● Memory and construction of tourism imaginaries: How is memory appropriated in tourism, both at the individual and collective level? How are memories used in the articulation of identities and constructions of imaginaries about people and place
● Tourism, memory and regimes of values: How can the convergence between social memory and tourism present as a selective process? How is memory appropriated by individuals and groups to shape, modify and produce particular systems of dispositions and culture?
● Tourism and Nostalgia: How tourism can be used to restore and re-establishe "lieux de mémoire,” and "milieux de mémoire”.
Why "at particular historical moments” when consciousness of a break with the past tears apart memory, its embodiment in certain sites, touristic or pilgrimage, where a sense of historical continuity still persisted, becomes all too necessary to restore memory to its former spaces? The methodology of presentation and discussion: Since this conference is being organized around specific major themes, we propose to convene special session around some of these themes and invite discussions on based on precirculation of full-length papers to be circulated at least one month before the conference to all who indicate a special interest in particular themes. Other sessions will be based on oral addresses. The interested participants may therefore mention their mode of presentation (discussion on precirculated papers or oral presentations) at the time of submitting their abstracts.
DEADLINE for long abstracts: All abstracts should be written in English and must not exceed 1000 words in length. Abstracts should be sent to email@example.com and firstname.lastname@example.org
before 30 November 2013,
and must include: author(s), affiliation(s), a summary of the research aims, approach and key arguments/findings, and the mode of the presentation. The Keynote speakers shall be announced soon.
The Scientific committee:
Rafiq AHMAD, Amar Singh College, Kashmir University, India Maria Gravari BARBAS, Université Paris 1 Pantheon-Sorbonne, France Laurent BOURDEAU, Laval University, Québec, Canada Saskia COUSIN, Université Paris 1 Pantheon-Sorbonne, France Patrick GARCIA, University of Cergy-Pontoise, IHTP, France Anne HERTZOG, University of Cergy Pontoise, France Rami ISAAC, NHTV Breda University of Applied Sciences, Netherland Remy KNAFOU, Université Paris 1 Pantheon-Sorbonne, France Pascale MARCOTTE, Université Trois Rivières, Canada Sabine MARSCHALL, University of KwaZulu-Natal Mike ROBINSON, University of Birmingham, UK Mari Carmen RODRIGUEZ, University of Geneva, Switzerland Tom SELWYN, School of Oriental and African Studies, University of London, UK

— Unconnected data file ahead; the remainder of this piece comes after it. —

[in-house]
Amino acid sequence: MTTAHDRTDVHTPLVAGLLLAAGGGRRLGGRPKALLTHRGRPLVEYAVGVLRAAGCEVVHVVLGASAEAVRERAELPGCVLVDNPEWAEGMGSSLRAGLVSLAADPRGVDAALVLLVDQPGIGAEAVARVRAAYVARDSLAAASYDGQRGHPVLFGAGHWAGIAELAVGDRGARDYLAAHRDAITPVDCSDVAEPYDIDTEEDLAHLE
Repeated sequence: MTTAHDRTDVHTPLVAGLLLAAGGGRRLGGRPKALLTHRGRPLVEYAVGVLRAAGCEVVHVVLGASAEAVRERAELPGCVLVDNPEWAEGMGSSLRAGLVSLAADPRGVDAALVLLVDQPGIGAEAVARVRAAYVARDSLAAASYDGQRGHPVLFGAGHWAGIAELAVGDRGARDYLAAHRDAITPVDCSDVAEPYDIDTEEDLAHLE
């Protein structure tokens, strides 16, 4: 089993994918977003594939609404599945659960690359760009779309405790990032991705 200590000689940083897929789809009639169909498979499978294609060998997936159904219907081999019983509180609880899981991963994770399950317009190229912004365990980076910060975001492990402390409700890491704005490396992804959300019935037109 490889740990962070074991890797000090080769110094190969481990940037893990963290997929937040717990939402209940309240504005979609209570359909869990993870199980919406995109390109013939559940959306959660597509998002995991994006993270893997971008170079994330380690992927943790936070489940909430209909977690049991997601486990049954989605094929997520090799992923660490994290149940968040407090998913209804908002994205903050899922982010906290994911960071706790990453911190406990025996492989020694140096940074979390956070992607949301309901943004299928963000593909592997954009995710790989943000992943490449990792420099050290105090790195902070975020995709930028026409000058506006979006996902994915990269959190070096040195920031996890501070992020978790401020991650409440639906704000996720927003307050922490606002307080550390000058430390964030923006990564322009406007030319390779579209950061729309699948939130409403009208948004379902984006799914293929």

Brian WHEELER, NHTV Breda University of Applied Sciences, Netherland
Why a conference on memory in Le Chambon-Sur-Lignon?
Le Chambon-sur-Lignon, a village on the Vivarais Plateau in the Haute-Loire départment in Auvergne (central France), is steeped deeply in its own versions of history and memories of persecution and WWII. The history of Le Chambon and its geography influenced the conduct of its residents during the Vichy regime and under German occupation. As Huguenot (Calvinist) Protestants, they suffered persecution from the sixteenth to the eighteenth centuries and later provided shelter to fellow Protestants escaping discrimination and persecution. Conducting a conference on memory on the Vivarais Plateau may not just provide a symbolic background, but also give us opportunities to understand, through study visits that will be organized during the course of the conference, how memory and history are invoked, appropriated and practiced in multiple ways, particularly through tourism. Organization committee:
Anne Hertzog, University of Cergy Pontoise, France Remy Knafou, Université Paris 1 Pantheon-Sorbonne, France Rafiq Ahmad, Amar Singh College, Kashmir University, India
For any information regarding the conference please contact: Anne Hertzog: email: email@example.com ; mobile: (00 33 6 42 53 91 30) or firstname.lastname@example.org